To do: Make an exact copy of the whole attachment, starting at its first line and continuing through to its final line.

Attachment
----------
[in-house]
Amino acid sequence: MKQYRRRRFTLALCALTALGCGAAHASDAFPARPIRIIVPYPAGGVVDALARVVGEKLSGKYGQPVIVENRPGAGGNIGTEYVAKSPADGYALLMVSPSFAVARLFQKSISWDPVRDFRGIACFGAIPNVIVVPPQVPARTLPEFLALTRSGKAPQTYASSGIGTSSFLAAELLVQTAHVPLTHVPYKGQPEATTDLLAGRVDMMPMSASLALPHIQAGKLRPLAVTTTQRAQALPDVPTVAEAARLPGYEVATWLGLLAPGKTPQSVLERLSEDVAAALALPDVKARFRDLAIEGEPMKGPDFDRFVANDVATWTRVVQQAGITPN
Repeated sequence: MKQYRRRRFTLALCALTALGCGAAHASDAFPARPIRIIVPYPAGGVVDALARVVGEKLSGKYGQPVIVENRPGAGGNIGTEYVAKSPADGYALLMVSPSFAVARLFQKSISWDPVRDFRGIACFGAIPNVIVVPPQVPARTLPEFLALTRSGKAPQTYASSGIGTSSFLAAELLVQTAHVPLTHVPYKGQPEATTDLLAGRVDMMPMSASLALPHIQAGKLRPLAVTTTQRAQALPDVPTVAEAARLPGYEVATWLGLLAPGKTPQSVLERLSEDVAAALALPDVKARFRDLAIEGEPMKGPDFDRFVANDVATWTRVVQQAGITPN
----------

[in-house]
Amino acid sequence: MKQYRRRRFTLALCALTALGCGAAHASDAFPARPIRIIVPYPAGGVVDALARVVGEKLSGKYGQPVIVENRPGAGGNIGTEYVAKSPADGYALLMVSPSFAVARLFQKSISWDPVRDFRGIACFGAIPNVIVVPPQVPARTLPEFLALTRSGKAPQTYASSGIGTSSFLAAELLVQTAHVPLTHVPYKGQPEATTDLLAGRVDMMPMSASLALPHIQAGKLRPLAVTTTQRAQALPDVPTVAEAARLPGYEVATWLGLLAPGKTPQSVLERLSEDVAAALALPDVKARFRDLAIEGEPMKGPDFDRFVANDVATWTRVVQQAGITPN
Repeated sequence: MKQYRRRRFTLALCALTALGCGAAHASDAFPARPIRIIVPYPAGGVVDALARVVGEKLSGKYGQPVIVENRPGAGGNIGTEYVAKSPADGYALLMVSPSFAVARLFQKSISWDPVRDFRGIACFGAIPNVIVVPPQVPARTLPEFLALTRSGKAPQTYASSGIGTSSFLAAELLVQTAHVPLTHVPYKGQPEATTDLLAGRVDMMPMSASLALPHIQAGKLRPLAVTTTQRAQALPDVPTVAEAARLPGYEVATWLGLLAPGKTPQSVLERLSEDVAAALALPDVKARFRDLAIEGEPMKGPDFDRFVANDVATWTRVVQQAGITPN